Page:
Acquisition

GSA opens acquisition gateway to the public

GSA's acquisition gateway, as shown in an agency-produced demonstration video

GSA's acquisition gateway, as shown in an agency-produced demonstration video.

The General Services Administration opened its government-facing Acquisition Gateway portal to public users on Feb. 5, allowing contractors and industry acquisition professionals similar access to the aggregated acquisition data that federal acquisition workers now have.

"The public will have access to as much of the Acquisition Gateway as possible and will experience the same user-centric design as federal users," Tom Sharpe, commissioner of GSA's Federal Acquisition Service, said in a Feb. 2 statement. "The gateway will enable that access while protecting the integrity of critical federal data and the security of private information supplied by contractors and others."

GSA previewed the site for reporters and users in a Jan. 28 teleconference, providing a working run-through of some of its capabilities.  The gateway provides information on pricing, best practices covering acquisition and models on how to implement those practices -- all with an eye to helping federal program officers draft better requirements and federal contracting officers negotiate better contracts.

The portal incorporates user-centric features like "thumbs-up" (or -down) feedback on information; a "solution finder" that lets users enter what they're looking for and get a refined set of solutions tailored to those needs; a function that allows federal contracting personnel to "follow" more experienced workers through acquisitions; and the ability to create communities of users with similar challenges.

GSA officials had said previously that, when the gateway was opened to the public, certain proprietary information that could be used competitively by vendors would be masked in public views. It said its Freedom of Information Act Division, Office of General Counsel, and senior procurement executives from each agency that provided content for the gateway reviewed and confirmed that said content was appropriate for public posting.

 "Although the Acquisition Gateway's primary stakeholder is the federal user, publicity about the tool garnered attention from citizens, the media, industry, government contractors, third-party consultants, and state and local governments," Laura Stanton, acting director of strategy management for GSA's Federal Acquisition Service, said in the same Feb. 5 GSA statement.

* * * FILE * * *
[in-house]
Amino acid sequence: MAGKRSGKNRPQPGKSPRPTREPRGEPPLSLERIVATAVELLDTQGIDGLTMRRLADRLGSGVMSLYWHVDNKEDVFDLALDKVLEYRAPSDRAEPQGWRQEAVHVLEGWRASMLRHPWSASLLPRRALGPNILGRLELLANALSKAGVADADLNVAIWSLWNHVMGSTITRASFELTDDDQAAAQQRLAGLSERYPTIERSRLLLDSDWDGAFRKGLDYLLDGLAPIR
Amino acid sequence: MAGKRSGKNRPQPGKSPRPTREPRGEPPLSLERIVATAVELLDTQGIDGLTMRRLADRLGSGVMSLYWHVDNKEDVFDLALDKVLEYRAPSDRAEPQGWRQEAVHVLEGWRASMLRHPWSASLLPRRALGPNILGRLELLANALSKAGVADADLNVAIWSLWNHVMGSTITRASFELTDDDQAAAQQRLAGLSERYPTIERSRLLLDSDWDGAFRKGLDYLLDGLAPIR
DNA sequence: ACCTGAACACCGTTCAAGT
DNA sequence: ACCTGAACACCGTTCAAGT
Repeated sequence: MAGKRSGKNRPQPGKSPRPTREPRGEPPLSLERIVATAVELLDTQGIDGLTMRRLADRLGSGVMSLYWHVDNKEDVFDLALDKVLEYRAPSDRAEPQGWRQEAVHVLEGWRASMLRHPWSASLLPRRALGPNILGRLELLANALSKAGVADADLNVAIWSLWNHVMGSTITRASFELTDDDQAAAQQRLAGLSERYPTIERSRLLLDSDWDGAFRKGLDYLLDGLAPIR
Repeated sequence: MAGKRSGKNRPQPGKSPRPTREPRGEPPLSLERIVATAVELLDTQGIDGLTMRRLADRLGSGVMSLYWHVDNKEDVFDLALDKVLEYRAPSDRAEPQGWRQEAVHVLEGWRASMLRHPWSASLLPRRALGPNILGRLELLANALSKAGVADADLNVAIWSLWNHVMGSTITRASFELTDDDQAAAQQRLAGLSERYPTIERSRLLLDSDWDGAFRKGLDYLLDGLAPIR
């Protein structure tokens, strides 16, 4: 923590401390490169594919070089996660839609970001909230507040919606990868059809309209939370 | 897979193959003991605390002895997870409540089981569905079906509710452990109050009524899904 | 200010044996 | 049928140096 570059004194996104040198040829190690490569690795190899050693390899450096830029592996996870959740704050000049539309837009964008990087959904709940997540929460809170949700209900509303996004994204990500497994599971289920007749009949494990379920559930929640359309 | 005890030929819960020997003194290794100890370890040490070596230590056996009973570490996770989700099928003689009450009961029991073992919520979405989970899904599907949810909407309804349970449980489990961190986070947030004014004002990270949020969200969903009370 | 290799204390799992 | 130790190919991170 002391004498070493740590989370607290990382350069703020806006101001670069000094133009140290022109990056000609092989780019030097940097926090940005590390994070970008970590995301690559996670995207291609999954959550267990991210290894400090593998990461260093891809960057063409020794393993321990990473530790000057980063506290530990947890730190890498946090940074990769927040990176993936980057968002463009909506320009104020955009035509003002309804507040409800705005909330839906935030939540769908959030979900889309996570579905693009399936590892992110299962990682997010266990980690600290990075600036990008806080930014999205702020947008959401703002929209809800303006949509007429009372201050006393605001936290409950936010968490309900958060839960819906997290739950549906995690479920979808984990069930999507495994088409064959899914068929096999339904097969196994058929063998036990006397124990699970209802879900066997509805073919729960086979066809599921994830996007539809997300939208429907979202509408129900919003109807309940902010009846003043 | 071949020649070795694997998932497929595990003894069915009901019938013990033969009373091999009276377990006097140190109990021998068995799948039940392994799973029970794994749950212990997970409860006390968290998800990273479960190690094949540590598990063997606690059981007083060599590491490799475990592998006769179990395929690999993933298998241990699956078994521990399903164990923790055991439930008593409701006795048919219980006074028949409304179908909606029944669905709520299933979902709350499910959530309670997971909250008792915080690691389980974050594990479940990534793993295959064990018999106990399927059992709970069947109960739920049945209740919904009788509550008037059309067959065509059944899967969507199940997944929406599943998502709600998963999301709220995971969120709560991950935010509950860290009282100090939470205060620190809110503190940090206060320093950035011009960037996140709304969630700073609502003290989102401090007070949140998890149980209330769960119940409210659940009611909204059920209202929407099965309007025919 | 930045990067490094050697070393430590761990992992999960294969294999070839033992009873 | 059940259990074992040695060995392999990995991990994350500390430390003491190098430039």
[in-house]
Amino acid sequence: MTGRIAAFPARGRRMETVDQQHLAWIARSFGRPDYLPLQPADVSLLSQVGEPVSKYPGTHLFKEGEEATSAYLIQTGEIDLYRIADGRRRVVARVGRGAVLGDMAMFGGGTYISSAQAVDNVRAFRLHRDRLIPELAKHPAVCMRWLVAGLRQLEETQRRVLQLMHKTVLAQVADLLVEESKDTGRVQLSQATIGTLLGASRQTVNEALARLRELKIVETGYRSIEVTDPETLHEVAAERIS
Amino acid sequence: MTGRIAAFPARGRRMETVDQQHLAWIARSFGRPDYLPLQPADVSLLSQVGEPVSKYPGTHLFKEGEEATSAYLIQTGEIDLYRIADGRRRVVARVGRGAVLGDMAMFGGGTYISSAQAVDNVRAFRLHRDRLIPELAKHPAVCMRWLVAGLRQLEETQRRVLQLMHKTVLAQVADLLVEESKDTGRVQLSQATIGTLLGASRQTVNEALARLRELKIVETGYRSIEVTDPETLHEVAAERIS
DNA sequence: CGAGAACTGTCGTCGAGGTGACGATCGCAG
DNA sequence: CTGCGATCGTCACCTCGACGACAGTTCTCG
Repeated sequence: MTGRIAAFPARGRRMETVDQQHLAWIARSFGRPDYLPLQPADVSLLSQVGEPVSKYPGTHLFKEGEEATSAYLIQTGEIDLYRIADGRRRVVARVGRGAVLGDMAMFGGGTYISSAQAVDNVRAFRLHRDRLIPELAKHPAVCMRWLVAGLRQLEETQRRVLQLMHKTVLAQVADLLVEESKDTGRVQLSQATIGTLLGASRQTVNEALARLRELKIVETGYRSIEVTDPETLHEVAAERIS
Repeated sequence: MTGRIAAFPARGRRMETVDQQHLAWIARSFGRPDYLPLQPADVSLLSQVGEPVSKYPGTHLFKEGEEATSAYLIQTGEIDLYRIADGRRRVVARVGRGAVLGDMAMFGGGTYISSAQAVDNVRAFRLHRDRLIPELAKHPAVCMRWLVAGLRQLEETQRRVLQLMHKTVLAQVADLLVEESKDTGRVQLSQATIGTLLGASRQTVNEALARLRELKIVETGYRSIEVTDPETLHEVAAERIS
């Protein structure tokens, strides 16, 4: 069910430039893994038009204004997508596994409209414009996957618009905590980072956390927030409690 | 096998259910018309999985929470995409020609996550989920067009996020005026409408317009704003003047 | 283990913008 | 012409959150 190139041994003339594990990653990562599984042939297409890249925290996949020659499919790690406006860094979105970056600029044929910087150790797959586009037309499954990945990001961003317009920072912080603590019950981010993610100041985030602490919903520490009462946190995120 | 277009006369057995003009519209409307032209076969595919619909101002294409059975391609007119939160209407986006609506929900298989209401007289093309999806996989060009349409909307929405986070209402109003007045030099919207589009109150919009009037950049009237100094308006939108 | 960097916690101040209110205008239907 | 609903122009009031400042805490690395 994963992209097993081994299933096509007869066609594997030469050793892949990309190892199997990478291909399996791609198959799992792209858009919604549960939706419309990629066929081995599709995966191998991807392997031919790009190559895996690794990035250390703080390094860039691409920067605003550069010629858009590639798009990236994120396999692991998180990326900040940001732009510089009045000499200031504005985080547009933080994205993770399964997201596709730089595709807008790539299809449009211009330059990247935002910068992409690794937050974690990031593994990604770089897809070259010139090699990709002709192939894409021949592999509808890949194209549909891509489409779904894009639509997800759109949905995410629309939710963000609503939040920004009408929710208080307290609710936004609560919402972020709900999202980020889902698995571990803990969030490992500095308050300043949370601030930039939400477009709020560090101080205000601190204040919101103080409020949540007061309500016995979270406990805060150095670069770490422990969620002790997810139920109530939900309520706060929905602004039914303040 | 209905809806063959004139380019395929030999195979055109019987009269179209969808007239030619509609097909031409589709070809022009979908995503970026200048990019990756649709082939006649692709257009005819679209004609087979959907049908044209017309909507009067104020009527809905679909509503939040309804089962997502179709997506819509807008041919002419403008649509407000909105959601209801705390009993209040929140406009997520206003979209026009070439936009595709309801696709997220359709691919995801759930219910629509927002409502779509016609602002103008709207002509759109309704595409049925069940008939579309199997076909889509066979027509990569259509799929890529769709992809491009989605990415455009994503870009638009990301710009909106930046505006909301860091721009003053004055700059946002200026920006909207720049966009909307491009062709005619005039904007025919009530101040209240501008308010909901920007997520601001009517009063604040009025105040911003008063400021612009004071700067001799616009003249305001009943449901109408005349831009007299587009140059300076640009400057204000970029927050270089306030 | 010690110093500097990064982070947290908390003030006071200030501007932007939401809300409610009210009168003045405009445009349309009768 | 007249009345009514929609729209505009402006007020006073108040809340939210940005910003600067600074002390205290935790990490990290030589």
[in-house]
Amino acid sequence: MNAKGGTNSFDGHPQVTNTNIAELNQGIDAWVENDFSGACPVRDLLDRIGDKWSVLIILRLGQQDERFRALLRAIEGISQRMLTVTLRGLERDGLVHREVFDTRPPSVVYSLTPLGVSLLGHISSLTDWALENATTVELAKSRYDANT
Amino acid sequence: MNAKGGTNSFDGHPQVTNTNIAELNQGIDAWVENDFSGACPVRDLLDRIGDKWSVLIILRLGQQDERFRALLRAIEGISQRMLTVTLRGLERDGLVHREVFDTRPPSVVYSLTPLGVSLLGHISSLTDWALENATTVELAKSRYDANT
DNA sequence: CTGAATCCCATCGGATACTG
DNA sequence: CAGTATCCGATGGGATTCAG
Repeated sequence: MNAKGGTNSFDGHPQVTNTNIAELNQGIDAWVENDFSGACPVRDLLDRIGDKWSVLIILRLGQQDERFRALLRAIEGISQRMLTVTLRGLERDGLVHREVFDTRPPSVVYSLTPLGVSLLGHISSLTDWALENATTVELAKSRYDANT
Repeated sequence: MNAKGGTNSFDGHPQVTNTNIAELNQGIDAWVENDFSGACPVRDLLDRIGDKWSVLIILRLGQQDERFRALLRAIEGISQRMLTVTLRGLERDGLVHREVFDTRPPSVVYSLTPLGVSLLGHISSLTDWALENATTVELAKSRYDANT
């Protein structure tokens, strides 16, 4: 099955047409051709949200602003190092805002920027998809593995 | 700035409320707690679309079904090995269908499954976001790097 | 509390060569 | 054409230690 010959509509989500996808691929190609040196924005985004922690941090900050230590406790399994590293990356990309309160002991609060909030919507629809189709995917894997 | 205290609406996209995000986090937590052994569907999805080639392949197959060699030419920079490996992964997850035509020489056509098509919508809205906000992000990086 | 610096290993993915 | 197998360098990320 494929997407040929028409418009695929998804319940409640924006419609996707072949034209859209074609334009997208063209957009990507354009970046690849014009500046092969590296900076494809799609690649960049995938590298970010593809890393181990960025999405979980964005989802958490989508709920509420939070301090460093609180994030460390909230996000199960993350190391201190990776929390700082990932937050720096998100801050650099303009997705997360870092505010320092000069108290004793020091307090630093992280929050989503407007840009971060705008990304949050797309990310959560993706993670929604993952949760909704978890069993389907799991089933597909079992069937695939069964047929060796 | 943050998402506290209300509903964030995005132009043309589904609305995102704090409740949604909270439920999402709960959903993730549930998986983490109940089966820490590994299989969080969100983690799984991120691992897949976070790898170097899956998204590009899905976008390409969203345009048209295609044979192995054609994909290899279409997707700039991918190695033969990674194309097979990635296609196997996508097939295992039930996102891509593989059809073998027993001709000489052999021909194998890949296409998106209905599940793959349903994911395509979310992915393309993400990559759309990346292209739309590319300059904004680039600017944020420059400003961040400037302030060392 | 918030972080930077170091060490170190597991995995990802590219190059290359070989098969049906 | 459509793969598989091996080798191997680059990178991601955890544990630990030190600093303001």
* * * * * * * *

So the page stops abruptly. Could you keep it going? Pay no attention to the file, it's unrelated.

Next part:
Contracts, community feeds, the eBuy Open  and the Prices Paid Portal that includes data on prices agencies are paying for commonly acquired items won't be visible to the public.

About the Author

Mark Rockwell is a senior staff writer at FCW, whose beat focuses on acquisition, the Department of Homeland Security and the Department of Energy.

Before joining FCW, Rockwell was Washington correspondent for Government Security News, where he covered all aspects of homeland security from IT to detection dogs and border security. Over the last 25 years in Washington as a reporter, editor and correspondent, he has covered an increasingly wide array of high-tech issues for publications like Communications Week, Internet Week, Fiber Optics News, tele.com magazine and Wireless Week.

Rockwell received a Jesse H. Neal Award for his work covering telecommunications issues, and is a graduate of James Madison University.

Click here for previous articles by Rockwell. Contact him at mrockwell@fcw.com or follow him on Twitter at @MRockwell4.


Featured

  • FCW Perspectives
    human machine interface

    Your agency isn’t ready for AI

    To truly take advantage, government must retool both its data and its infrastructure.

  • Cybersecurity
    secure network (bluebay/Shutterstock.com)

    Federal CISO floats potential for new supply chain regs

    The federal government's top IT security chief and canvassed industry for feedback on how to shape new rules of the road for federal acquisition and procurement.

  • People
    DHS Secretary Kirstjen Nielsen, shown here at her Nov. 8, 2017, confirmation hearing. DHS Photo by Jetta Disco

    DHS chief Nielsen resigns

    Kirstjen Nielsen, the first Homeland Security secretary with a background in cybersecurity, is being replaced on an acting basis by the Customs and Border Protection chief. Her last day is April 10.

Stay Connected

FCW INSIDER

Sign up for our newsletter.

I agree to this site's Privacy Policy.